B : Programme Development
P Jagota, Sudha Xirasagar, N Parimala & K Chaudhuri: Indian J TB 1989, 36, 213-23.

An operational study of two regimens of Short Course Chemotherapy (SCC) to assess their efficacy under programme conditions, applicability and feasibility in District TB Programme (DTP) was undertaken in an urban TB centre. The two regimens studied were 1SHRZ/7TH and 2SHR/6TH. Their operational efficacy (efficiency) was found to be 87% and 92% respectively which had already been reported in an earlier paper. The various factors i.e., initial willingness, drug default, treatment completion pattern, adverse drug reactions and initial drug resistance with their potential harmful effects on the treatment outcome as well as work load and extra cost these regimens entail for DTP organisation are discussed in this paper.

Out of a total of 1822 smear positive patients diagnosed at the Lady Willingdon State TB Centre during intake period (Feb '84 to March '85), 1126 were residents of Bangalore City. Of these 695 (61.7%) were unwilling to attend the clinic daily for 2 months, 27 were unfit and one was excluded by mistake. Thus, 403 (38.3%) initially willing patients were classified either as 'core group' or 'Non core group’, according to the history of previous anti TB treatment (321 and 82 respectively). Of the 695 (77.6%) unwilling persons, majority were those who pleaded inability to attend daily for 2 months without specifying any particular reason. Refusal of SCC due to injections accounted for 12.8% and 9.5% wanted to take treatment elsewhere. Old age influenced willingness adversely.

Of the 321 patients in the core group, 56 were excluded due to missing more than 50% of intensive phase doses. Among the remaining patients, 61 (48%) out of 127 patients on Regimen A and 48 (34%) out of 138 on Regimen B, did not make a single default in the intensive phase. Of the total 910 defaults for which actions were taken, 640 (70%) were retrieved by letter writing, among the remaining 293 (72%) were retrieved by home visiting. Main reasons for default elicited during home visits were: going out of station (52.9%) followed by patients being busy with work (19.1%). Compensatory phase was availed by 156 of the 265 patients who missed one or more doses due to default in the treatment. The pattern of treatment completion of 321 core group patients in the two regimens were similar i.e., in both the phases 65% for Regimen A and 63% for Regimen B. Incidence of minor adverse reactions was 28% and major toxic reactions were experienced by 8.4% of patients. Workload for treating 321 patients was due to supervised administration of drug 45 patients per day. Letter writing to 3.1 per patients, home visiting 1.1 per patient and doctor's attention for adverse reaction 2 occasions per patient. This could be managed with the existing staff. The cost of Regimen A was Rs.220/ per patient and for Regimen B, 268/ per patient. Cost to patient for transportation was Rs.70/ and Rs.113/ for Regimen A and B respectively.The major disturbing finding of the study was initial low acceptability of about 40% for SCC. The home visiting which was crucial in increasing the completion rate in this study is usually not available in most of the DTCs. Workload, adverse reactions etc. were not of any problem for implementation of SCC in the programme.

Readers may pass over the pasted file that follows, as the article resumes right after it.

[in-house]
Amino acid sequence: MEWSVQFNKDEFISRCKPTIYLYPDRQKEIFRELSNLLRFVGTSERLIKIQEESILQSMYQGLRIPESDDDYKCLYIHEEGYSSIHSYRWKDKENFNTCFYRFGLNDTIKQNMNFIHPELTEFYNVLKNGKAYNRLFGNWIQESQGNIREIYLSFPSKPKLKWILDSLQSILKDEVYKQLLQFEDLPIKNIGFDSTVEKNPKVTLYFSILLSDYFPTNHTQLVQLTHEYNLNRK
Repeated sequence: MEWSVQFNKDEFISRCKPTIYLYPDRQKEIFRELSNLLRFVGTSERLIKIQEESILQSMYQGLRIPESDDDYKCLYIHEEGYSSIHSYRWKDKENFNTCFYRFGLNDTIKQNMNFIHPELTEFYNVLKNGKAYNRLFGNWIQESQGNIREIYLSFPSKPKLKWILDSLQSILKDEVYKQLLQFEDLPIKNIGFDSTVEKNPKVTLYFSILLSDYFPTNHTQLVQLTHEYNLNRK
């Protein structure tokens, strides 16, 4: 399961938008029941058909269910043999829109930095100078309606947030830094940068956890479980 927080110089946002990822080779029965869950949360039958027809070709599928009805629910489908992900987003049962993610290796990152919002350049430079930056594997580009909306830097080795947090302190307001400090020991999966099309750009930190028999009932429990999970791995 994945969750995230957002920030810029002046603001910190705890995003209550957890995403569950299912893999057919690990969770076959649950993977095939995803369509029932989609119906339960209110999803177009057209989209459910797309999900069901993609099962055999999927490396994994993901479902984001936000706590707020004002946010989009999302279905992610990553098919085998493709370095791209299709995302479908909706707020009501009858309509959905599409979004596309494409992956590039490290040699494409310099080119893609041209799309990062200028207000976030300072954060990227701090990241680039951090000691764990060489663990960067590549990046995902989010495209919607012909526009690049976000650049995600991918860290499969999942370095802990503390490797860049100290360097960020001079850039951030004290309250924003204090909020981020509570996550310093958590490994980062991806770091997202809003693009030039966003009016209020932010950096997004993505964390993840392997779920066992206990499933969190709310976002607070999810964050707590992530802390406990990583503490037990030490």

K Padmanabha Rao, SS Nair, N Cobbold & N Naganathan: Indian J TB 1966, 13, 61- 76 & Bull WHO 1966, 34, 589-604.